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The hero in the halls

Harrison Balfour ’24
Mr. Spryszak smiling for the picture.

When people talk to Joseph Spryszak, they can instantly tell he was a journalist; he spoke like a reporter. His years in education were instantly apparent. He had a welcoming and calming aspect that only comes from years of experience.

Before Spryszak came to South, he had extensive knowledge and experience in education. Throughout his 36 years of teaching, he has acquired more than enough experience to be an assistant principal here at South. Spryszak also taught English at Osborn High School, journalism at Western International High School and administered at Detroit Public Schools for three years.

“I was an assistant principal at Western High School,” Spryszak said. “Then (I was) principal at Southfield Lathrup High School for eight years before my school closed.”

After having the opportunity to lead a school, Spryszak said he felt it was time for him to play a supporting role.

“I chose South because I wanted to work at a school with amazing students who perform academically,” Spryszak said. “I knew this was an amazing school.”

After experiencing and being an educator at various schools, Spryszak said he chose South specifically because of the students and their performance.

“I looked at the AP scores, the PSAT results and the standings nationwide,” Spryszak said “I knew this was an amazing school that I wanted to experience.”

Spryszak said he was not disappointed. Everyday, he works towards making South a more pleasant school for students and teachers.

“We have fantastic students and parents who achieve greatly,” Spryszak said. “But sometimes that relationship element isn’t there and that’s what I always hope to bring.”

Spryszak added how his educational style revolves around making connections. He bonds with staff, making the educational machine run smoothly daily. Through connecting with students, he said he tries to make a thicker bond that hopefully pushes the student to reach their maximum potential.

“Relationships are the most important thing because a student may not remember what you taught them, but they will always care about how you made them feel,” Spryszak said.

Student discipline is a big part of Spryszak’s job as an assistant principal. He made it clear that his goal is to lower the amount of suspensions and favor detentions and Saturday school over sending students home.

“I’m proud of the P.B.I.S. results we’ve had, working with students to limit the number of suspensions,” Spryszak said.

Spryszak said his focus on intervention can make his relationships with parents and students rocky, making his job challenging.

“A big part of my job is to work with students and parents to get them to understand why we make the decisions we make,” Spryszak said. “We make sure they understand it’s nothing personal if there is a suspension or consequence.”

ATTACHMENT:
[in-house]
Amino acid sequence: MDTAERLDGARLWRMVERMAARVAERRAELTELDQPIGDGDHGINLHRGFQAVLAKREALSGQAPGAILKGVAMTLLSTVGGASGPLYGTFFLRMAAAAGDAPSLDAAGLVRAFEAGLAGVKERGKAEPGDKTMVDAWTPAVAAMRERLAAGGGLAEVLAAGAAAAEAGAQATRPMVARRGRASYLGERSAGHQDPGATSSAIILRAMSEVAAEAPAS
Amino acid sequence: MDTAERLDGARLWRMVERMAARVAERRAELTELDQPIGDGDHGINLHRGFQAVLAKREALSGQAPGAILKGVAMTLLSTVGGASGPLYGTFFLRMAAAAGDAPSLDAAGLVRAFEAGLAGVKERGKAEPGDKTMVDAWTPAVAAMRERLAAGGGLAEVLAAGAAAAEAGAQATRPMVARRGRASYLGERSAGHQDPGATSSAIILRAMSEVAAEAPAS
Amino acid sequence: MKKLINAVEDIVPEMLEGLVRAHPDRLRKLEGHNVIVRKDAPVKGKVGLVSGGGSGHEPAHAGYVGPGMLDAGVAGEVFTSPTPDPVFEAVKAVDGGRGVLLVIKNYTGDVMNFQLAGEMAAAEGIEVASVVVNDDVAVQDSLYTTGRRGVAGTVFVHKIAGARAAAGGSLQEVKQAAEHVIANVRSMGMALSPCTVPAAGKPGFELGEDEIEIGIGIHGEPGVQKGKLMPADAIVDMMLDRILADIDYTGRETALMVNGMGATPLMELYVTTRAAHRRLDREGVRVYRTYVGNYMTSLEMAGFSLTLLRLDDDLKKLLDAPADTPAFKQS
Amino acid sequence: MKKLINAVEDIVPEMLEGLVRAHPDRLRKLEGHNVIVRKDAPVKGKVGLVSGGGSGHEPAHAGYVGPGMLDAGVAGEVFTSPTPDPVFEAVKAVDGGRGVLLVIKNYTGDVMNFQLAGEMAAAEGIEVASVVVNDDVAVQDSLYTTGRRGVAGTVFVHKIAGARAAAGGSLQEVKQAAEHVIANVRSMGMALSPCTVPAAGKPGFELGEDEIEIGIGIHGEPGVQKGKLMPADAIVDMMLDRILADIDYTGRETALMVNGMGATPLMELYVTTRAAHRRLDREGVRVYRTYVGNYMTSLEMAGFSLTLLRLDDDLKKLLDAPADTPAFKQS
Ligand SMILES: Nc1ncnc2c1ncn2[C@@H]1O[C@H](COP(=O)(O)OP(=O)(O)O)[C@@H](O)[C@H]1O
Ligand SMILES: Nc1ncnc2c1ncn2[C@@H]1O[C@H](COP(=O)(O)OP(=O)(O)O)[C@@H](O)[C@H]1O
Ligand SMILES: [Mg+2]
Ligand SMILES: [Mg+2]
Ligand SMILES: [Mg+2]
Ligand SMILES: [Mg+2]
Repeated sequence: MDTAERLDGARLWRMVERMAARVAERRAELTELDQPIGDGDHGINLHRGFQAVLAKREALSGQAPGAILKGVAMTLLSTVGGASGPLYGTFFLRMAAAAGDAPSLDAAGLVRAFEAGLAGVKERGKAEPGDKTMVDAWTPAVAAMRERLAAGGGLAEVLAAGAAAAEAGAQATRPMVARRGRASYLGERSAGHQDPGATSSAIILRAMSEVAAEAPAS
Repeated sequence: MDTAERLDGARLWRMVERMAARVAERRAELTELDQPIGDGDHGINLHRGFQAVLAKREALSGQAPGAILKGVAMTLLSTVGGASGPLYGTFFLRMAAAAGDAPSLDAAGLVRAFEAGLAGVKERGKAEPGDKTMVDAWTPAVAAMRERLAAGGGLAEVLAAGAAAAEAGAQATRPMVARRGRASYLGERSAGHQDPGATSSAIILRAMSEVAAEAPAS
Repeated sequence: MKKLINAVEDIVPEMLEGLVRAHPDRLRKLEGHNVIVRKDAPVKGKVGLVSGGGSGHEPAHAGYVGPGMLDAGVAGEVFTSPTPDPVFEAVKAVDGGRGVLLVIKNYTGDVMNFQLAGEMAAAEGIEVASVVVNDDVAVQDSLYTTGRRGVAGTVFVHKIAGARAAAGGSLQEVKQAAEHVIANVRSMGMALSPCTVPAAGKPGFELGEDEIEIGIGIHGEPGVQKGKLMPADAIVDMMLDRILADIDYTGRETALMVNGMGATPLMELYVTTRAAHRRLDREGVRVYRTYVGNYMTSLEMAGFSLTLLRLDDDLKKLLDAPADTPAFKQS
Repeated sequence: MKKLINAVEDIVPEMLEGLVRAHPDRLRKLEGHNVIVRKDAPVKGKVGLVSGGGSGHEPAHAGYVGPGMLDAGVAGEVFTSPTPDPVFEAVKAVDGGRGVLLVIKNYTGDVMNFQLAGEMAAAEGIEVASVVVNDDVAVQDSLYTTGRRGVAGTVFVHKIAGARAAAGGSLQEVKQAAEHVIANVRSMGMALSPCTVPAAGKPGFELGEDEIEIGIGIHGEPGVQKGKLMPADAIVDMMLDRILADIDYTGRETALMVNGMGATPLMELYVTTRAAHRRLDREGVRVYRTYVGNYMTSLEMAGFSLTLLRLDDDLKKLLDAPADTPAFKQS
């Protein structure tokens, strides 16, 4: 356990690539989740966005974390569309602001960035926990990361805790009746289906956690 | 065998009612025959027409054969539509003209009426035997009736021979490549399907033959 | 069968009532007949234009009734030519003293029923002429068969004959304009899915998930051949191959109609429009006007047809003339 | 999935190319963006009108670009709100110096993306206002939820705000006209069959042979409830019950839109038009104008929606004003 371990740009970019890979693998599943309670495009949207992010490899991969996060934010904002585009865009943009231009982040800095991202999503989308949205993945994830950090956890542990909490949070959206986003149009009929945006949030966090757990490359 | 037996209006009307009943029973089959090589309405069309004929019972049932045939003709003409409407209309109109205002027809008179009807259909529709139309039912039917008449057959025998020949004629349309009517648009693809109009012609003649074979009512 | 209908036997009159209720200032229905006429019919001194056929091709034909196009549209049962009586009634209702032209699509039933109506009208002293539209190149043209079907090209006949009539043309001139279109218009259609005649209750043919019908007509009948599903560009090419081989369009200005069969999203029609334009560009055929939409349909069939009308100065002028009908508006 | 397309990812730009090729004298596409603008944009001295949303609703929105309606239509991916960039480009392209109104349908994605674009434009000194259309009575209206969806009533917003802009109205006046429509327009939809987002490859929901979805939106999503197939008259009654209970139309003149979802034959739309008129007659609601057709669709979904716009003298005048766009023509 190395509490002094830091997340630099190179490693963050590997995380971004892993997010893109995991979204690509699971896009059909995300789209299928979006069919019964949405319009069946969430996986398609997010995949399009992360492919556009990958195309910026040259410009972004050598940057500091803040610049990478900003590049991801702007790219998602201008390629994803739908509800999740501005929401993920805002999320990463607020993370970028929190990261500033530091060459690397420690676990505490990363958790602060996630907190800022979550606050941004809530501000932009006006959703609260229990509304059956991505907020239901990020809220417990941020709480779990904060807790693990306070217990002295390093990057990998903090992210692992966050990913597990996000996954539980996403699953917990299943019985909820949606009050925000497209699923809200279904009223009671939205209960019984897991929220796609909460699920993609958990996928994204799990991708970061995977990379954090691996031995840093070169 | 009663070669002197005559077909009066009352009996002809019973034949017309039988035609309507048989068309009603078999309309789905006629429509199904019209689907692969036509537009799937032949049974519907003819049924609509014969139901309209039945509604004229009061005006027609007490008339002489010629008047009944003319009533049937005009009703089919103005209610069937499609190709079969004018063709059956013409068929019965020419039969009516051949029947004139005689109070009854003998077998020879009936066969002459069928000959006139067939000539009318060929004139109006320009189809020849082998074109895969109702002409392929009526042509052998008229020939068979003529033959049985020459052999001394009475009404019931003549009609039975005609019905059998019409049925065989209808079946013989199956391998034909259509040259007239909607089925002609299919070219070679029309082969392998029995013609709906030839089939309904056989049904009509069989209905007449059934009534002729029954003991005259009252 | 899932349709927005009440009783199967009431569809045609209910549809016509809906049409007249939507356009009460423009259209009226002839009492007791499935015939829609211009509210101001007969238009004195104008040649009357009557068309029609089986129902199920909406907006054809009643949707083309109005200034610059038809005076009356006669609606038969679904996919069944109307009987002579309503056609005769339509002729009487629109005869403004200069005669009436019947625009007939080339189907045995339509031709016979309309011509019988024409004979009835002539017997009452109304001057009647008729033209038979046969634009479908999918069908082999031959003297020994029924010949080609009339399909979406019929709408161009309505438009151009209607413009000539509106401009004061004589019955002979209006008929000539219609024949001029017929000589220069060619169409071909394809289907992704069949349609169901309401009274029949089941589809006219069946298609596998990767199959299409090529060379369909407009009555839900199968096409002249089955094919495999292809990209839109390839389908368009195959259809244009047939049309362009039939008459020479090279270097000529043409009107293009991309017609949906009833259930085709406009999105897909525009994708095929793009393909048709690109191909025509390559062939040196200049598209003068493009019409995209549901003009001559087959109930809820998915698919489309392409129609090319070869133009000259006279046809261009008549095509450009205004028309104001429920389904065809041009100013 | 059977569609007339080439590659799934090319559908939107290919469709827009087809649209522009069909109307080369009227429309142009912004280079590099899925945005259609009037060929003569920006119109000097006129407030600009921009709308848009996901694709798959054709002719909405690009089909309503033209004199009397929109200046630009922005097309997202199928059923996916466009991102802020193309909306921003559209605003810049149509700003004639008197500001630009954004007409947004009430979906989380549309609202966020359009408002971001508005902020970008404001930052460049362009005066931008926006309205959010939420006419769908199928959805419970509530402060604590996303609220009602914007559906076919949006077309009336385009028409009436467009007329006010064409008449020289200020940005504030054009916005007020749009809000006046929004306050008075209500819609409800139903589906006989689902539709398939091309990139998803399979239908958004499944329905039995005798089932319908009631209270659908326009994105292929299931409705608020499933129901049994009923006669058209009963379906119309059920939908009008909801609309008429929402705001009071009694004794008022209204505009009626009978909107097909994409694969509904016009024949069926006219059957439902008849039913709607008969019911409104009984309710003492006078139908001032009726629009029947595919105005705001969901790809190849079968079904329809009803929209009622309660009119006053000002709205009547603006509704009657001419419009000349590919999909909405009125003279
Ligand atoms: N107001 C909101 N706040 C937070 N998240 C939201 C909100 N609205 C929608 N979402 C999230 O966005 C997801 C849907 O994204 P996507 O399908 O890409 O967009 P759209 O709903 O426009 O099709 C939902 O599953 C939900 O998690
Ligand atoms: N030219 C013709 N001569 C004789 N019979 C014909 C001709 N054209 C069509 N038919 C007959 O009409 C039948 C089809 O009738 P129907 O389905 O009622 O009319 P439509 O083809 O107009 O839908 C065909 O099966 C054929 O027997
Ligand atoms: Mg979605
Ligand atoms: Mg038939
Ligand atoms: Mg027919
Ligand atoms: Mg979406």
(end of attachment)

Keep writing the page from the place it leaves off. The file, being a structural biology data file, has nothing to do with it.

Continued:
While he is firm on the consequences for breaking school rules, Spryszak said he focuses on getting the student back in the educational environment with less of an emphasis on punishment.

“(South administration and I) make sure everyone knows that we’re going to work to bring you back so that there aren’t any lingering issues,” Spryszak said.

Spryszak works very closely with his fellow Assistant Principal, Cindy Parravano. They both started at South at the same time, instantly bonding them together.In her description of Spryszak, Parravano only had good things to say.

“(Spryszak’s) personality offsets mine; this makes us a great team” Parravano said. “I’m going to miss him.”

Christopher Yonkus ’24 said he is also going to miss Spryszak greatly when he retires.

“(Spryszak) has been my favorite administrator at South,” Yonkus said.”I’m really going to miss seeing him in the halls when he leaves.”

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About the Contributor
Harrison Balfour ’24
Harrison Balfour ’24, Supervising Photographer
If you happen to see Harrison outside of school, chances are he either has a skateboard beneath him or a camera in hand—possibly even both. As Supervising Photographer for the Tower this year, Balfour has a knack for finding and capturing the beautiful moments of everyday life, one that he hopes will someday land him a job with a newspaper publication. For now though, Tower is enough for Balfour, who sees it as an opportunity to tell unique stories and talk to people who have something to say.“I was always drawn to (Journalism),” Balfour said. “I like telling stories and talking to people-- I feel like I just like people.”When it comes to his journalistic work, however, nothing inspires Balfour more than photography.“I like taking photos (and) capturing a beautiful moment that can never happen again,” Balfour said. “It’s a one-time thing that only I saw and captured.”

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